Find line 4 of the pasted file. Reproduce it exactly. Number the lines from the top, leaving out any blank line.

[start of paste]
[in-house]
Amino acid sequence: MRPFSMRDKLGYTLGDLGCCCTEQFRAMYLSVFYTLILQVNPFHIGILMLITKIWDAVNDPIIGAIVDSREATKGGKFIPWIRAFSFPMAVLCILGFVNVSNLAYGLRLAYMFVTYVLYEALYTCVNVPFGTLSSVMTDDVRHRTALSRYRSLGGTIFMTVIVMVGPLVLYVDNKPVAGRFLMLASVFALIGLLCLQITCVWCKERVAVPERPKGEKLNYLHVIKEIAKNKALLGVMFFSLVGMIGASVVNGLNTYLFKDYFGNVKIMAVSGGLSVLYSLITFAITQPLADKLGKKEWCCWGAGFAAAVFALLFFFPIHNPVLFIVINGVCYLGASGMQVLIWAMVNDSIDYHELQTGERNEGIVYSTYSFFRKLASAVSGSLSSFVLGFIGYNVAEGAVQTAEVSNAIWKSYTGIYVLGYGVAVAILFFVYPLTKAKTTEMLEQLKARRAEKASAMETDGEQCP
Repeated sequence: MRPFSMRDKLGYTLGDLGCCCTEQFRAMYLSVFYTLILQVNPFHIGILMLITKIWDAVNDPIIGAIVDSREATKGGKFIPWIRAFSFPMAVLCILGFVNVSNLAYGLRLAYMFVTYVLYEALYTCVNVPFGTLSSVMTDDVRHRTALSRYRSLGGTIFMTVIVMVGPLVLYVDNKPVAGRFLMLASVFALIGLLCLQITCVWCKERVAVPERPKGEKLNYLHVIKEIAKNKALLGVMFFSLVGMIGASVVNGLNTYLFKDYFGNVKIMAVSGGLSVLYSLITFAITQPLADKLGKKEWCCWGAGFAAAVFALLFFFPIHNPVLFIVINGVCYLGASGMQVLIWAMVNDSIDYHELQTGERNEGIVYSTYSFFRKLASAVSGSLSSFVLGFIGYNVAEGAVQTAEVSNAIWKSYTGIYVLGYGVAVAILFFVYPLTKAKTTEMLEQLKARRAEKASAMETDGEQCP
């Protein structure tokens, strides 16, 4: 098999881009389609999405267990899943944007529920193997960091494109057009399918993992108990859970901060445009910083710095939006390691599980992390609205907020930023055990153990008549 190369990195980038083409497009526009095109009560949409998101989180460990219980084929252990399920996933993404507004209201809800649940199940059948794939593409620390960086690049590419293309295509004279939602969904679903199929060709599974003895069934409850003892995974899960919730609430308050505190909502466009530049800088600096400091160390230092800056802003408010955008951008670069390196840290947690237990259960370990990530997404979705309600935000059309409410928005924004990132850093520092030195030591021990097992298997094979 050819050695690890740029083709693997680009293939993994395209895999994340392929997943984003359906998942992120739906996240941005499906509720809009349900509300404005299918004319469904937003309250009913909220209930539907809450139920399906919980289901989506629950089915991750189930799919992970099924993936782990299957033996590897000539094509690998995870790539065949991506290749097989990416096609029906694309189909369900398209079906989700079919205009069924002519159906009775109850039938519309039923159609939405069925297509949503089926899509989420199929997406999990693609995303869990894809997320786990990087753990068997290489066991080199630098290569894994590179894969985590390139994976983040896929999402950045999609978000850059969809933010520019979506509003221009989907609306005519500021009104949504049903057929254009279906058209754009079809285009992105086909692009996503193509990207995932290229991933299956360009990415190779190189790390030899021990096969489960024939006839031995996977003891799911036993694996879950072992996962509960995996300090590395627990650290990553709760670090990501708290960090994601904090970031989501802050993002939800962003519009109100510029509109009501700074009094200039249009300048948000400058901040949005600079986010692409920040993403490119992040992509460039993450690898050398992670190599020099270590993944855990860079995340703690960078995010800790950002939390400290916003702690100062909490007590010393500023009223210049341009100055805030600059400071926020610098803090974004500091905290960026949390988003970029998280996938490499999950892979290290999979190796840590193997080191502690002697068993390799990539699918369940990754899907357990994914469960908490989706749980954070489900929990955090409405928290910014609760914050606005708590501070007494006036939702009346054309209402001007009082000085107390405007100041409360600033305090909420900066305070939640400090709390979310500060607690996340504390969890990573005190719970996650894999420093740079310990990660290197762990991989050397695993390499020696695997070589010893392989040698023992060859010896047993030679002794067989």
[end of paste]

């Protein structure tokens, strides 16, 4: 098999881009389609999405267990899943944007529920193997960091494109057009399918993992108990859970901060445009910083710095939006390691599980992390609205907020930023055990153990008549 190369990195980038083409497009526009095109009560949409998101989180460990219980084929252990399920996933993404507004209201809800649940199940059948794939593409620390960086690049590419293309295509004279939602969904679903199929060709599974003895069934409850003892995974899960919730609430308050505190909502466009530049800088600096400091160390230092800056802003408010955008951008670069390196840290947690237990259960370990990530997404979705309600935000059309409410928005924004990132850093520092030195030591021990097992298997094979 050819050695690890740029083709693997680009293939993994395209895999994340392929997943984003359906998942992120739906996240941005499906509720809009349900509300404005299918004319469904937003309250009913909220209930539907809450139920399906919980289901989506629950089915991750189930799919992970099924993936782990299957033996590897000539094509690998995870790539065949991506290749097989990416096609029906694309189909369900398209079906989700079919205009069924002519159906009775109850039938519309039923159609939405069925297509949503089926899509989420199929997406999990693609995303869990894809997320786990990087753990068997290489066991080199630098290569894994590179894969985590390139994976983040896929999402950045999609978000850059969809933010520019979506509003221009989907609306005519500021009104949504049903057929254009279906058209754009079809285009992105086909692009996503193509990207995932290229991933299956360009990415190779190189790390030899021990096969489960024939006839031995996977003891799911036993694996879950072992996962509960995996300090590395627990650290990553709760670090990501708290960090994601904090970031989501802050993002939800962003519009109100510029509109009501700074009094200039249009300048948000400058901040949005600079986010692409920040993403490119992040992509460039993450690898050398992670190599020099270590993944855990860079995340703690960078995010800790950002939390400290916003702690100062909490007590010393500023009223210049341009100055805030600059400071926020610098803090974004500091905290960026949390988003970029998280996938490499999950892979290290999979190796840590193997080191502690002697068993390799990539699918369940990754899907357990994914469960908490989706749980954070489900929990955090409405928290910014609760914050606005708590501070007494006036939702009346054309209402001007009082000085107390405007100041409360600033305090909420900066305070939640400090709390979310500060607690996340504390969890990573005190719970996650894999420093740079310990990660290197762990991989050397695993390499020696695997070589010893392989040698023992060859010896047993030679002794067989």